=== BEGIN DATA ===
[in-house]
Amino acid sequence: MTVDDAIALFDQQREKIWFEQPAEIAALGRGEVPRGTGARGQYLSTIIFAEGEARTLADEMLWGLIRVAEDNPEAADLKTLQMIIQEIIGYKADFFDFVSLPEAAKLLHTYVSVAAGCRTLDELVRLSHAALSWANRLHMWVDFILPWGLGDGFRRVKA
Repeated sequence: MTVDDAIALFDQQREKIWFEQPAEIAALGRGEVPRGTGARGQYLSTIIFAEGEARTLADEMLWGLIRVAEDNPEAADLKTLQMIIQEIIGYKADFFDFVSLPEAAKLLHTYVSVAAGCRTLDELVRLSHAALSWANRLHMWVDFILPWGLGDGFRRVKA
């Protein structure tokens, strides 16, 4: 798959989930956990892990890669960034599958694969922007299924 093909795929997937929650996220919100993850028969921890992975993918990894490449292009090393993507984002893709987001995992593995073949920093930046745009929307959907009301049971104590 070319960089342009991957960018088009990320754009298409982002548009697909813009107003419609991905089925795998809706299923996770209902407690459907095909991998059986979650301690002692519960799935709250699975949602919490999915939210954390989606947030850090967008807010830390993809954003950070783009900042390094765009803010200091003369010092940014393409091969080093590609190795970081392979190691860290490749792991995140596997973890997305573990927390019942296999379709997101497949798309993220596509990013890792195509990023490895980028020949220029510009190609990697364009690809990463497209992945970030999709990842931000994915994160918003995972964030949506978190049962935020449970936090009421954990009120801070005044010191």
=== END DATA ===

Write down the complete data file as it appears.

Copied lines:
[in-house]
Amino acid sequence: MTVDDAIALFDQQREKIWFEQPAEIAALGRGEVPRGTGARGQYLSTIIFAEGEARTLADEMLWGLIRVAEDNPEAADLKTLQMIIQEIIGYKADFFDFVSLPEAAKLLHTYVSVAAGCRTLDELVRLSHAALSWANRLHMWVDFILPWGLGDGFRRVKA
Repeated sequence: MTVDDAIALFDQQREKIWFEQPAEIAALGRGEVPRGTGARGQYLSTIIFAEGEARTLADEMLWGLIRVAEDNPEAADLKTLQMIIQEIIGYKADFFDFVSLPEAAKLLHTYVSVAAGCRTLDELVRLSHAALSWANRLHMWVDFILPWGLGDGFRRVKA
């Protein structure tokens, strides 16, 4: 798959989930956990892990890669960034599958694969922007299924 093909795929997937929650996220919100993850028969921890992975993918990894490449292009090393993507984002893709987001995992593995073949920093930046745009929307959907009301049971104590 070319960089342009991957960018088009990320754009298409982002548009697909813009107003419609991905089925795998809706299923996770209902407690459907095909991998059986979650301690002692519960799935709250699975949602919490999915939210954390989606947030850090967008807010830390993809954003950070783009900042390094765009803010200091003369010092940014393409091969080093590609190795970081392979190691860290490749792991995140596997973890997305573990927390019942296999379709997101497949798309993220596509990013890792195509990023490895980028020949220029510009190609990697364009690809990463497209992945970030999709990842931000994915994160918003995972964030949506978190049962935020449970936090009421954990009120801070005044010191």